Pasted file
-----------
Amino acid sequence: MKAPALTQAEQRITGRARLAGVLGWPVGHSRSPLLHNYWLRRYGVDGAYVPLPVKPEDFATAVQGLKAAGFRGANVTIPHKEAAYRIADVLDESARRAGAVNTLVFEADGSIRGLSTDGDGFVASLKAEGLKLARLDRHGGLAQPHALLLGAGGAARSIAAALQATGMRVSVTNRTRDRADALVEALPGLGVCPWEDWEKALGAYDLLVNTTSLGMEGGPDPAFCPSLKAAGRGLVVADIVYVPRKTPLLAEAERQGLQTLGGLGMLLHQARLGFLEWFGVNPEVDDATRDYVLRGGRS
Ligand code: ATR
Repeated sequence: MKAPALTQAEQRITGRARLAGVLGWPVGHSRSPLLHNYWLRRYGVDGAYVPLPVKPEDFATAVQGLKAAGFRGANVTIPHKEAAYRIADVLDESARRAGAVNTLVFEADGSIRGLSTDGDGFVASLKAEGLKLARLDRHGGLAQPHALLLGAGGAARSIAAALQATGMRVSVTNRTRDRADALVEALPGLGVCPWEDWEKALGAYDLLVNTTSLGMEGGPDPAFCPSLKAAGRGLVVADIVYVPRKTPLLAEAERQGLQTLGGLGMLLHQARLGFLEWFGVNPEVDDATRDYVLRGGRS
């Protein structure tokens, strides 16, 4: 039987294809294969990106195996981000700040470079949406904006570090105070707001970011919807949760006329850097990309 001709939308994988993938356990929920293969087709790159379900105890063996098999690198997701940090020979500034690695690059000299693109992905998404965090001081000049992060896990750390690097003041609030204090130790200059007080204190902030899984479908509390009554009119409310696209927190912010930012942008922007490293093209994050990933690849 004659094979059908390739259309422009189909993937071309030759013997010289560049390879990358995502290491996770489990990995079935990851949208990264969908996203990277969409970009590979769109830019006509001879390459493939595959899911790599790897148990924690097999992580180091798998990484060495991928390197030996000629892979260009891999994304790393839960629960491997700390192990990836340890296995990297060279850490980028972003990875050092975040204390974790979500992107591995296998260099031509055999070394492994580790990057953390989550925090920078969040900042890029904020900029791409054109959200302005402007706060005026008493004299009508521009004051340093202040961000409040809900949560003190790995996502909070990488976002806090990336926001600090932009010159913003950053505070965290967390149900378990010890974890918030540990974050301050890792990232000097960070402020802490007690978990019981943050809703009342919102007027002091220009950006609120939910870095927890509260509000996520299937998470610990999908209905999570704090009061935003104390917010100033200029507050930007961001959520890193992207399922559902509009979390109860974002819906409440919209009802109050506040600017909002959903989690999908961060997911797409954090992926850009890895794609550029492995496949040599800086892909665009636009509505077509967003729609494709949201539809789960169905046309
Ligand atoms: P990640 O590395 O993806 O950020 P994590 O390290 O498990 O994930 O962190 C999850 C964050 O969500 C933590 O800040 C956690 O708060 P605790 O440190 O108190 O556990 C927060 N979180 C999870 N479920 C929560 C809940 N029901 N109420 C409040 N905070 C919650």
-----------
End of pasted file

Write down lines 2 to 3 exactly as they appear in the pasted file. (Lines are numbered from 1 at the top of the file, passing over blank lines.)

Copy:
Ligand code: ATR
Repeated sequence: MKAPALTQAEQRITGRARLAGVLGWPVGHSRSPLLHNYWLRRYGVDGAYVPLPVKPEDFATAVQGLKAAGFRGANVTIPHKEAAYRIADVLDESARRAGAVNTLVFEADGSIRGLSTDGDGFVASLKAEGLKLARLDRHGGLAQPHALLLGAGGAARSIAAALQATGMRVSVTNRTRDRADALVEALPGLGVCPWEDWEKALGAYDLLVNTTSLGMEGGPDPAFCPSLKAAGRGLVVADIVYVPRKTPLLAEAERQGLQTLGGLGMLLHQARLGFLEWFGVNPEVDDATRDYVLRGGRS